It might have looked like any other flight, but the Azul Brazilian Airlines E195 that took off from Viracopos Airport in Campinas to Rio de Janeiro on June 19 was anything but routine. Powered by a 50/50 blend of conventional fuel and one made of fermented Brazilian sugarcane, the historic trip capped nearly three years of development and planning by Embraer and its partners.
Although the flight captured the imagination of the guests and media on board, the true potential of the bio fuel may take longer to appreciate than the one hour trip to Santos Dumont Airport. Together with Amyris of the USA, General Electric and Azul, Embraer sees global applications for the new fuel.
Amyris has developed a process to convert plant sugars into hydrocarbon molecules, building blocks for a variety of products, including fuel. The benefits are remarkable. A Brazilian think-tank, the Institute for International Trade Negotiations (ICONE) estimated that Amyris’ renewable jet fuel could reduce greenhouse gas emissions by up to 82% compared to current fossil- derived jet fuel.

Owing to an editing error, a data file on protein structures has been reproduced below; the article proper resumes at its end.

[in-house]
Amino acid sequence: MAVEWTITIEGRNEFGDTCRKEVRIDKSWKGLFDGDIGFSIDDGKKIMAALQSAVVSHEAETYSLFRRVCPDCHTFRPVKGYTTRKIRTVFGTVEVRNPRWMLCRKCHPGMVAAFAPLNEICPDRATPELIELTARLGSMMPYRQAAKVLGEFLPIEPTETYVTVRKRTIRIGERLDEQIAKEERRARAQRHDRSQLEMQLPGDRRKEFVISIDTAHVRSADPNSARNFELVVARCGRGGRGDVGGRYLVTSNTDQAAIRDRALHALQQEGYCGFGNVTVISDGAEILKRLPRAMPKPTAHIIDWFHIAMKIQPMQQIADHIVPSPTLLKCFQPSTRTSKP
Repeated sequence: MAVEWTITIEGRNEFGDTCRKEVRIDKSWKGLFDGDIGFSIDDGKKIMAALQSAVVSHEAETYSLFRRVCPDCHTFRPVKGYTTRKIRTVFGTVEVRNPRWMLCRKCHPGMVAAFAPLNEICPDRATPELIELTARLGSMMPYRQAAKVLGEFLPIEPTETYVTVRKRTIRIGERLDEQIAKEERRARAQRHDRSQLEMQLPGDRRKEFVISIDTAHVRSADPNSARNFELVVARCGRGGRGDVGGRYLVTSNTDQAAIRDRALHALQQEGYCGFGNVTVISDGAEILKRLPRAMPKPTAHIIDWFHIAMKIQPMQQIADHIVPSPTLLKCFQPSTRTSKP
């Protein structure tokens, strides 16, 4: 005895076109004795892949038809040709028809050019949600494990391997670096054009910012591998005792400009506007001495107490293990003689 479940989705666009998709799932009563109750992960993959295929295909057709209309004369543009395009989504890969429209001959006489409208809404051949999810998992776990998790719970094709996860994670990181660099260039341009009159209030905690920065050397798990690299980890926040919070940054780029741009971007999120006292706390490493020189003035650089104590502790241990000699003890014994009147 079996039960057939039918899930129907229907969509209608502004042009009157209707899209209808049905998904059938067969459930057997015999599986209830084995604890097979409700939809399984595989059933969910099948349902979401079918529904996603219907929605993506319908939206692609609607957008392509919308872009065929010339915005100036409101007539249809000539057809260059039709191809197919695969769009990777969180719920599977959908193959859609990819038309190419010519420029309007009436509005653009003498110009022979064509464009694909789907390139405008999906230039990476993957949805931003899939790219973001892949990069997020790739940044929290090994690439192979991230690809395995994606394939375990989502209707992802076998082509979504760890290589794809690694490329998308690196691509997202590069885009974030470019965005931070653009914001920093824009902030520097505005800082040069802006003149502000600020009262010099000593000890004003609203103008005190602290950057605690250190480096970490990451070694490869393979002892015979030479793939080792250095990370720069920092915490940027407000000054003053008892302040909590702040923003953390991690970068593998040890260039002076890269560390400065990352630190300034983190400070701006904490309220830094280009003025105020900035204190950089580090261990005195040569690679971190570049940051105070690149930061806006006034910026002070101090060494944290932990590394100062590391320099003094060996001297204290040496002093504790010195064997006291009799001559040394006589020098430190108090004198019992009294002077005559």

The bio fuel used for the Azul flight to Rio was “drop in” AMJ 700, requiring no technical modifications to the E195. This is essentially different from bio fuels used in the automotive industry where car engines must be adapted to run on ethanol.
Amyris is now pursuing certification of AMJ 700 so that it can propose economically- viable large-scale production. The sustainability qualities of the bio fuel are such that its manufacture does not displace other crops, such as food, that are grown in Brazil.